The government has set out details of the planned new Future System Operator (FSO) that will undertake day-to-day operation of the electricity system operator and have a beefed up role in planning the electricity system and facilitating competition. It also wants the FSO to be responsible for long-term planning, forecasting and market strategy for the gas National Transmission System, as well as coordinating and giving advice on rulemaking responsibilities. The government does not favour giving the FSO day to day operational responsibility for the gas network.
Primary legislation will be required to set up the organisation – most likely a public corporation with operational independence – and it is expected to take around two years with the new body in operation in or by 2024.
Although the new organisation will have some responsibilities for security of supply in both the electricity and gas sectors, it is not expected to own and operate generation assets of its own; instead it is expected to facilitate market solutions to these issues.
The government thinks it will cost £50-140 million to set up the new organisation. But it thinks that an FSO with a “whole system” view could reduce the future costs of the electricity system by 1-5% – up to £2.5 billion across generation, network development and system balancing – though it admits “this is highly uncertain”. The saving arises from less potential for perceived conflicts of interest in network development and more co-ordination of investment decisions, across electricity and other energy vectors. That includes increased gas forecasting and planning functions, and including natural gas and hydrogen in the ‘whole system’ approach, expected to result in cost reductions across the energy system of between £80- 600 million.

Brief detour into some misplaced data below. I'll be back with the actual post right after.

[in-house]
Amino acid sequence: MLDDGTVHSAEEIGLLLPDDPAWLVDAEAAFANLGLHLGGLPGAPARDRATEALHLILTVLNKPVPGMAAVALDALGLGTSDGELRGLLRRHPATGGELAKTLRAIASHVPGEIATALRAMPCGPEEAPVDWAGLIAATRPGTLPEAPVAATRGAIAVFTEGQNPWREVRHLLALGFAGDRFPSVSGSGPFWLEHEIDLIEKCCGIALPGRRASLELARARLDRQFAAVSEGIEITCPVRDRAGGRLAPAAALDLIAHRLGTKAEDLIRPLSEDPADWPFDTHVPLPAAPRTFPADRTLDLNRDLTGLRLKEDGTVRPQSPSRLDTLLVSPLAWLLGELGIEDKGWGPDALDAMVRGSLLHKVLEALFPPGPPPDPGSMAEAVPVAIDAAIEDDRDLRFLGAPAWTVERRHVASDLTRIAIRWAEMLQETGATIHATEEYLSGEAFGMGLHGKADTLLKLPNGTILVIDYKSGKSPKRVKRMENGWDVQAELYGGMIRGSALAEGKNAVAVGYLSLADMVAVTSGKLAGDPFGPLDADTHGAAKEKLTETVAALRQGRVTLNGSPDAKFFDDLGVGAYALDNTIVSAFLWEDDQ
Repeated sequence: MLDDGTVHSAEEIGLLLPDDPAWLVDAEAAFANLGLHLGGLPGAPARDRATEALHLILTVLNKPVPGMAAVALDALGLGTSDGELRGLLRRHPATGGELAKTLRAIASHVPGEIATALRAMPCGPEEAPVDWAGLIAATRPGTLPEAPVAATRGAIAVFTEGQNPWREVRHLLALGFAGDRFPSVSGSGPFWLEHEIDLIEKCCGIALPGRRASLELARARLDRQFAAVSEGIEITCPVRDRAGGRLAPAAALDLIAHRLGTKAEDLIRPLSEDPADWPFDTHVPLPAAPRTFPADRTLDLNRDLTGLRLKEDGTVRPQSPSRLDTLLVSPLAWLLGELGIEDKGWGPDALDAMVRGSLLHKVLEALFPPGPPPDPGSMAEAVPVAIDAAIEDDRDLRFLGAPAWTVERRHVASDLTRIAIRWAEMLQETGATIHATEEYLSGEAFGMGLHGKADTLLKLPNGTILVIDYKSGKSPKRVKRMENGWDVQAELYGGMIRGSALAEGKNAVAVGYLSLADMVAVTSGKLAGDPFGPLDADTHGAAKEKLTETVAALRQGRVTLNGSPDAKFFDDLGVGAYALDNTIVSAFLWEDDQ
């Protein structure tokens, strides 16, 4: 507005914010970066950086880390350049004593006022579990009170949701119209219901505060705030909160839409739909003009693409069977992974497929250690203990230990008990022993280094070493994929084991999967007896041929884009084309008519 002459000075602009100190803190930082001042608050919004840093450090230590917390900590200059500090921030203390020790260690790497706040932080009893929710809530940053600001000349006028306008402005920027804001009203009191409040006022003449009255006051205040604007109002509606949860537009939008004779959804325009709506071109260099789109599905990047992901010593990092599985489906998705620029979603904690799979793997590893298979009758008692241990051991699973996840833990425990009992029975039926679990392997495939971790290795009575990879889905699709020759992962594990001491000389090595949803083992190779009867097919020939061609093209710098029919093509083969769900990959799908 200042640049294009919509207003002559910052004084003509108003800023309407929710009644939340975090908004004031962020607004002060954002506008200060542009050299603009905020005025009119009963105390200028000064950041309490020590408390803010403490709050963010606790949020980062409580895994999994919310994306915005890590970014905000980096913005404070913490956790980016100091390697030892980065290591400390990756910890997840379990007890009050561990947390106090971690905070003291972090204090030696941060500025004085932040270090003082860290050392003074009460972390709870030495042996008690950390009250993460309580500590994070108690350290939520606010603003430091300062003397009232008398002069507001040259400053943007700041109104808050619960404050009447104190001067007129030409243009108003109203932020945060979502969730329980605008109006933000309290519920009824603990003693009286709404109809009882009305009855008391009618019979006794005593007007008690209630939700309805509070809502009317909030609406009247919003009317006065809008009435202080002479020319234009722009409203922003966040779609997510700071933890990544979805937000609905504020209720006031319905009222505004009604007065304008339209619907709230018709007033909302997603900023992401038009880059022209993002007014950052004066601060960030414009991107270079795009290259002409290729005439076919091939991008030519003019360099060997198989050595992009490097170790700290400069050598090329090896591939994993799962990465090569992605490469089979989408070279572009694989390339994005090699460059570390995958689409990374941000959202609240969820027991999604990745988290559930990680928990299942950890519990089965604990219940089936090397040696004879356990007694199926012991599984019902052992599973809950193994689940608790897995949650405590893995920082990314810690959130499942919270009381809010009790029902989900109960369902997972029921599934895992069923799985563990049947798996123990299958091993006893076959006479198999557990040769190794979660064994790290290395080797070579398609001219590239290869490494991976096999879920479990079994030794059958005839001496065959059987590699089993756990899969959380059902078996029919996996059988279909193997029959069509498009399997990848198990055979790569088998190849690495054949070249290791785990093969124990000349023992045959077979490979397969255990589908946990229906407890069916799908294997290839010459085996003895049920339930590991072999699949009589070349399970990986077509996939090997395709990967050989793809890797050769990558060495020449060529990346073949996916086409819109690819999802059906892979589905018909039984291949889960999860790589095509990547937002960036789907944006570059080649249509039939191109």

It thinks it will improve network competition, bringing in third parties to provide planned assets, by 25-50%, which BEIS thinks could save £80-300 million.
this will affect the current electricity and gas system operators, owned by National Grid, because the FSO would be founded on some of the existing roles and capabilities within these organisations and will involve a transfer of ownership
BEIS says the FSO could take on other responsibilities over time, naming distribution system operation as well as data, heat, transport, hydrogen and carbon capture usage and storage (CCUS) as potentially within its scope. It says it will continue to review the FSO’s role in relation to these areas as the policy develops.
The advent of the FSO will also dramatically affect settlements body Elexon, whose shares are owned by the current system operator. BEIS said it would review the ownership of Elexon and consult on it.
The document also signals new responsibilities for the regulator Ofgem, as government also wants to make management of the GB energy codes – the rules for different parts of the market – more effective, so it has announced plans to give regulator
Ofgem a new strategic functions for codes, including the ability to establish and regulate (by licence) code managers.
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